I originally posted this on the TribeHouse Collective site (if you care), but I was so stoked to see that at least 1.5 minutes of last night’s Grammys didn’t suck. Not often do you hear the raw truth being told about the music industry from a rock star like Dave Grohl from Foo Fighters, but his acceptance speech at the Grammys (2012) for Best Rock Performance was a breath of fresh air… and I’m not even a big Foo Fighters fan.
Frontman Grohl spoke for the band: “This is a great honor because this record was a special record for our band … We made this one in my garage with some microphones and a tape machine.”
TRANSLATION: Raw talent is actually still good for something. Click here to find out what a tape machine is.
He continued, “We couldn’t have done it without the best producer in the world in Butch Vig … We met each other 20 years ago when we made a Nirvana record and it was an honor to work with you again.”
TRANSLATION: Don’t burn bridges. You never know when you’ll need to call on someone for a favour 20 years from now.
Grohl concluded, “This award means a lot because it shows that the human element of making music is what’s most important. Singing into a microphone and learning to play an instrument and learning to do your craft, that’s the most important thing for people to do.”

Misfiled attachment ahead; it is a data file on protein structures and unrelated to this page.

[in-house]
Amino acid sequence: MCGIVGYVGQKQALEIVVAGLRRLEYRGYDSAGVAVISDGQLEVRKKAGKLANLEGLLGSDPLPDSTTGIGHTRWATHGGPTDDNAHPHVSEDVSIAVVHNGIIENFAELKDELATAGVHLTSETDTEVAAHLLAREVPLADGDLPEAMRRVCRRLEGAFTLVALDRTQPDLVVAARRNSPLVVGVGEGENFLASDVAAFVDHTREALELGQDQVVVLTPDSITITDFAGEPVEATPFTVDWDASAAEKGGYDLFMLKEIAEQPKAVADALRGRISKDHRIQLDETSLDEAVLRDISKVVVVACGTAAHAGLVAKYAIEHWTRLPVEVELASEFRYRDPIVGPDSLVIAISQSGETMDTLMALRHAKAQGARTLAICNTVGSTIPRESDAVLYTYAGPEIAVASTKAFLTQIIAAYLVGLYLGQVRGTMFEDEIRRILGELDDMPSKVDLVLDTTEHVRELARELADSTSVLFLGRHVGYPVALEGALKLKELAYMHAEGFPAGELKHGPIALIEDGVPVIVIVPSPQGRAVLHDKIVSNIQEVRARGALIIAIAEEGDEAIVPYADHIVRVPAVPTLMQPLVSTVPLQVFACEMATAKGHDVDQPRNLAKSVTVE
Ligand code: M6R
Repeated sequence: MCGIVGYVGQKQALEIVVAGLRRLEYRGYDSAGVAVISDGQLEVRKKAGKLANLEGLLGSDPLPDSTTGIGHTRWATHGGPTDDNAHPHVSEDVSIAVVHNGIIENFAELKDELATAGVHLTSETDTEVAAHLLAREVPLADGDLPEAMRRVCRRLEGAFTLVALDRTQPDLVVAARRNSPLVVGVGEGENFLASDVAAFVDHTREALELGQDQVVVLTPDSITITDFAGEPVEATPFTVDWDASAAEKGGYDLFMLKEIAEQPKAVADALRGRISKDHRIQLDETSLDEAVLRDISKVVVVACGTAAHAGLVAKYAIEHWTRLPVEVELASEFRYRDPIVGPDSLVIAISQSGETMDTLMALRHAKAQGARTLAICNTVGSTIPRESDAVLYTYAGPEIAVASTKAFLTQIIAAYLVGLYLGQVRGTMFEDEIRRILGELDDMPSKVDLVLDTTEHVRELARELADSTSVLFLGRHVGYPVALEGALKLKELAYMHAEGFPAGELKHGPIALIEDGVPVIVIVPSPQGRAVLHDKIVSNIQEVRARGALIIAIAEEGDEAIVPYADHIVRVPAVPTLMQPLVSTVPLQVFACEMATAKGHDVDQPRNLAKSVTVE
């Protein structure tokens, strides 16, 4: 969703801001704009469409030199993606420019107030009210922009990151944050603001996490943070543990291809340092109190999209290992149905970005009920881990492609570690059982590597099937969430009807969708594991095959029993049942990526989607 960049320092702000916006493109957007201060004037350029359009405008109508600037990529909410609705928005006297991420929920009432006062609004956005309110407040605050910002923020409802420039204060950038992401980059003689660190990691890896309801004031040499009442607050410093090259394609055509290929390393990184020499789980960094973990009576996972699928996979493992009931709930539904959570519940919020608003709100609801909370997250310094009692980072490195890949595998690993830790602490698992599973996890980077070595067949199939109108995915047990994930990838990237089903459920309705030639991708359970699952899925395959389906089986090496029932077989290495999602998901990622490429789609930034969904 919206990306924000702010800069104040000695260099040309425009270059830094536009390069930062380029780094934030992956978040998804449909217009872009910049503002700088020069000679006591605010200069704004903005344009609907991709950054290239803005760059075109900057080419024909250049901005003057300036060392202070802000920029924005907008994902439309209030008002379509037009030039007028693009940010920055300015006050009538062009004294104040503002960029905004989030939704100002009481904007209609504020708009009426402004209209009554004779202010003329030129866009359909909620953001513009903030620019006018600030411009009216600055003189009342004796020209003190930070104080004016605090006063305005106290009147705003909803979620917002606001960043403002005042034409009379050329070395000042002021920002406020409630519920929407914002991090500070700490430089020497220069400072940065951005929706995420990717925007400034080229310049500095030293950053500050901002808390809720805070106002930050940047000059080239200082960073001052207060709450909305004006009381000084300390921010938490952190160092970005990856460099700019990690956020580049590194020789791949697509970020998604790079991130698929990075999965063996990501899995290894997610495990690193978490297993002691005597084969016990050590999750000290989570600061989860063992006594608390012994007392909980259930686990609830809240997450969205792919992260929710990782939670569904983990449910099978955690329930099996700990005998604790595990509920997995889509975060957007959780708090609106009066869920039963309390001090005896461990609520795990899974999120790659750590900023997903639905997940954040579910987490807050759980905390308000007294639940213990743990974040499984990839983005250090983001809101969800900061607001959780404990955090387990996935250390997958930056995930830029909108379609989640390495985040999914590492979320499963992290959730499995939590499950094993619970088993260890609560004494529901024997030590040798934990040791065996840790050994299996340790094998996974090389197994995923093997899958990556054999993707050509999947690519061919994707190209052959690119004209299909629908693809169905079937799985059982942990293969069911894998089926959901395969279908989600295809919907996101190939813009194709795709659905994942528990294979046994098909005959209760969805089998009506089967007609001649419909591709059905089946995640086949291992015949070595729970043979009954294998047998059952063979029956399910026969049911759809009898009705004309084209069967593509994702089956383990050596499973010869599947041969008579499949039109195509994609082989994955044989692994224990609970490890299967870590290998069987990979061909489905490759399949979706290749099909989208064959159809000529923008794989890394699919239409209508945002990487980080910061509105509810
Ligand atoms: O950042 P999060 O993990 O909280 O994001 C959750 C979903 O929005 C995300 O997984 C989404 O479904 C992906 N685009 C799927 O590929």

He went on, pointing to his heart and his head saying, “It’s about what’s in here” and commenting on the fact that “It’s not about being perfect”.
I don’t know why this hit me so hard, but I felt like standing up in my living room and saying “Hell ya, that IS what it’s about”. But how does this translate in the real world. How do you train people to appreciate mistakes on an album (because within about 4 minutes of Pro Tools you can fix any sour note). Do you think there’s an inner dissatisfaction with the way “the industry” is operating that is pissing off even the biggest rock stars?
Or the bigger question, could this lead to any sort of change?
Or maybe this was just a great marketing stunt to get people believing that Foo Fighters are purists and this little acceptance speech will sell more albums. I guess I’ll have to give it a listen and see how many mistakes they left in there eh?
(skip to 1:30 when he starts talking)